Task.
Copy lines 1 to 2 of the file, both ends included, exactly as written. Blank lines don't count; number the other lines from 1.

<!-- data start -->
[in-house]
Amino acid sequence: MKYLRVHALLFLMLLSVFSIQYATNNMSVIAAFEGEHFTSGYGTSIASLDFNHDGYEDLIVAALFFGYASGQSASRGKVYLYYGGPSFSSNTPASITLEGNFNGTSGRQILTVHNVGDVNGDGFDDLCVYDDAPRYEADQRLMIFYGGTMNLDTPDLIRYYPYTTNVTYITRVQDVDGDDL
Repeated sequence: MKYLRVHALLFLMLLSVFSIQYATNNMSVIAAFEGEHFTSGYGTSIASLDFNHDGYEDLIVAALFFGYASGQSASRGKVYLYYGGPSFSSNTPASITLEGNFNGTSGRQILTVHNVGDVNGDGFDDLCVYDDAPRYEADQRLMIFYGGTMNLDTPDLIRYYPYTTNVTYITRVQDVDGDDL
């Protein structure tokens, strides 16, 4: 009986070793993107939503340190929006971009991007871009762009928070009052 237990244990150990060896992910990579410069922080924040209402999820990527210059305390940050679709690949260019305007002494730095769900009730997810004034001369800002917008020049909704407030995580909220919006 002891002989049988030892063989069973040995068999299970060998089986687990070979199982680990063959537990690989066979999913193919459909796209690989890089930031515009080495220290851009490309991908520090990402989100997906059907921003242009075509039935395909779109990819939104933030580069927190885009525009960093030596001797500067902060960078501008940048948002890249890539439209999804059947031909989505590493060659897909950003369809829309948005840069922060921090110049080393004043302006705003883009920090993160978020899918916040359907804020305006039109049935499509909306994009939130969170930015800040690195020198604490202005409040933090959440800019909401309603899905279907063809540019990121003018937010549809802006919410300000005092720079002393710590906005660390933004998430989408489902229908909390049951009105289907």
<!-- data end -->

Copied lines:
[in-house]
Amino acid sequence: MKYLRVHALLFLMLLSVFSIQYATNNMSVIAAFEGEHFTSGYGTSIASLDFNHDGYEDLIVAALFFGYASGQSASRGKVYLYYGGPSFSSNTPASITLEGNFNGTSGRQILTVHNVGDVNGDGFDDLCVYDDAPRYEADQRLMIFYGGTMNLDTPDLIRYYPYTTNVTYITRVQDVDGDDL